othrus, (uthrus)

Cite this: eDIL s.v. othrus, (uthrus) or dil.ie/34117

Forms: othrusa, othrais

n u and later o,m. (2 othar) g s. othrusa, Laws. othrais, TBC 1289. ar n-éirghi dhó asan orthus ZCP xxxiii 133 § 16 .

(a) the state of being ill, illness, passing into sense being nursed, treated, etc. during illness ; distinguished from `galar': indsguchad ngalair .i. gairit. indsguchad n-othrusa .i. fatta, Laws v 296.27 , 28 Comm. (strictly `galar' is used rather of the malady, `othrus' of the resulting confinement). ra crechtnaigit . . . co mbátar i n-othrus cach óen ná erbailt díb fochetóir, LL 242b37 ( TTr. 1934 ). bud fota a othrus . . . cip a thochras ri clerchib, 149b38 . ni ba teg legis no othrais uaím-se dó (= he will not need a hospital when I have done with him), TBC 1289 . ro crechtnaiged Achil . . . ┐ ro báss ica othrus co fata TTr.2 1566. is annso donithea an othrus [leg. a n-o. ?] na Féine óna lotuib, Acall. 6187. co roibi 'ga fothrus isin charnn, Dinds. 132 ( RC xvi 137.25 ). a meth n-uthruis nāra horm rabh 'na rolla sum may not His wasting illness be set down against me in His record, Arch. iii 234 § 11. gid meath n- uthrais uaim da c[h]neidh | luagh a uthrais noco fhuil though the wasting illness of His wound comes from me, not (from me) is the price of His healing (?), 236 § 13 (prob. a play on double meaning). a n-urthus [leg. uthrus] a c[h]oissi, AU iii 376.2 . leigheas gach othrais anma, TSh. 8163. g s. as attrib.: na fiora gonta ┐ othrais the wounded and disabled, Cog. 212 y . lucht othrais, 214.3 . Used as adj.: go nar therno as an gcath idir ṡlán ┐ othrus sound or disabled, Ériu i 92.8 .

(b) as law-term sick-maintenance or provision made for a wounded or disabled person by the causer of the injury: the orig. expression being folach (fulach) n-othrusa, see Laws iv 300 ad fin., MacNeill Law of Status 284 n. 2 and cf. fulach. trí ná dlegat othrus who are not entitled to sick-maintenance, Triads 183. secht n-aithsceanmanda . . . nā tuillit fiachu nā othrus, Laws v 156.12 , cf. 476.25 . ní híctar o.¤ isin faill sick- maintenance is not paid where there has been negligence, iv 50.11 Comm. o.¤ cach seoit bristur curub slan, ii 64.14 Comm. i corus otrusa, iv 300 z . Cf. othras .i. fo thōir uais under noble help (?), Corm. Y 1035. For the regulations in Irish law con- cerning sick-maintenance, see the tract Bretha Crólige edited by Binchy, in Ériu xii 1 follg .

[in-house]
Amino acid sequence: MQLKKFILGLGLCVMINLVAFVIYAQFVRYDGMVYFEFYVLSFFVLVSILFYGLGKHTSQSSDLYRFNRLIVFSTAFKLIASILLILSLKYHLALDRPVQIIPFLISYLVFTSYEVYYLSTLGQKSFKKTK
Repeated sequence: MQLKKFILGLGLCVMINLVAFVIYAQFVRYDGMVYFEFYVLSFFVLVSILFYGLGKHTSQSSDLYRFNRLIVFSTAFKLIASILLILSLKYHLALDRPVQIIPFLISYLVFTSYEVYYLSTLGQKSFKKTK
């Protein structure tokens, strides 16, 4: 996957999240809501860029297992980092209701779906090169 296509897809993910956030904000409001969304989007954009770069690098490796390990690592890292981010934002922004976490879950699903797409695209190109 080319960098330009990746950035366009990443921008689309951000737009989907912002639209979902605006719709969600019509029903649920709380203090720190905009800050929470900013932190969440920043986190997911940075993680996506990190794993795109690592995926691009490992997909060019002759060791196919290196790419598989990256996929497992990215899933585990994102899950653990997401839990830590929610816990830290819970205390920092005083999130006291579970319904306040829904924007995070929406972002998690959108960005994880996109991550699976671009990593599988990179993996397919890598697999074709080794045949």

Compds. i n-othraisleabaidh a sick-bed , FM vi 2232.21 . a hothraslotaibh na hanma, TSh. 2319 (injuries involving long illness, serious).


Cite this: eDIL s.v. ot(t)rach or dil.ie/34118

Forms: otrach

n o,m. (= O.Ir. ochtrach) dung, ordure : otrach, gl. fimus, Ir. Gl. 482. ottrach .i. a tractu , Corm. Y 1033. In early lit. generally in coll. sense, often = dunghill : for ind otruch i ndorus ind rígthige, FB 82. im choin forambi ottrach on which there is dung, Laws i 126.8 (glossed .i. cu sechtair doiris, 144.7 ). cu otraigh, ii 118.18 . gal chon for otrach (i.e. noisy valour that will not stand the test), Ériu v 238.110 , cf. MR 124.3 . foracaib si doside ┐ día thuaith a ngaisced for a n-ottraigib, LU 3117 = SG 237.12 (a curse: `that never should they triumph over any but ignoblest foes', SG ii 268 ; that their valour should be on their dungheaps, i.e. that of dunghill curs?). a lathrachaibh ┐ i n-otrachaib, MR 276.4 . Of excrements: do otraigib na n-ech ┐ na cámall, PH 7276. otrach na ndaine, Maund. 78. thug mé dhuit otrach bó ar son otraigh duine, Ezek. iv 15. In wider sense filth, refuse : gid buidi in t-ōr, is otrach, Arch. iii 238 z . a lethar . . . errdub impu fri tige in ottraig forru, LB 155a26 . ic fochartad in ottraig ingerta `tallowy offal', Aisl. MC 91.10 . ro miscnigh na maithi aimserda marbhtis otraighi as if they were offscourings, Lism.L. 4869.


Cite this: eDIL s.v. otras or dil.ie/34119

n o,m. (mod.) filth : Dinneen. cú tachair ón tighe otrais from thickness (coating) of filth, Hackett xlii 19.


Cite this: eDIL s.v. oxail or dil.ie/34120

x and derivv. see focsal.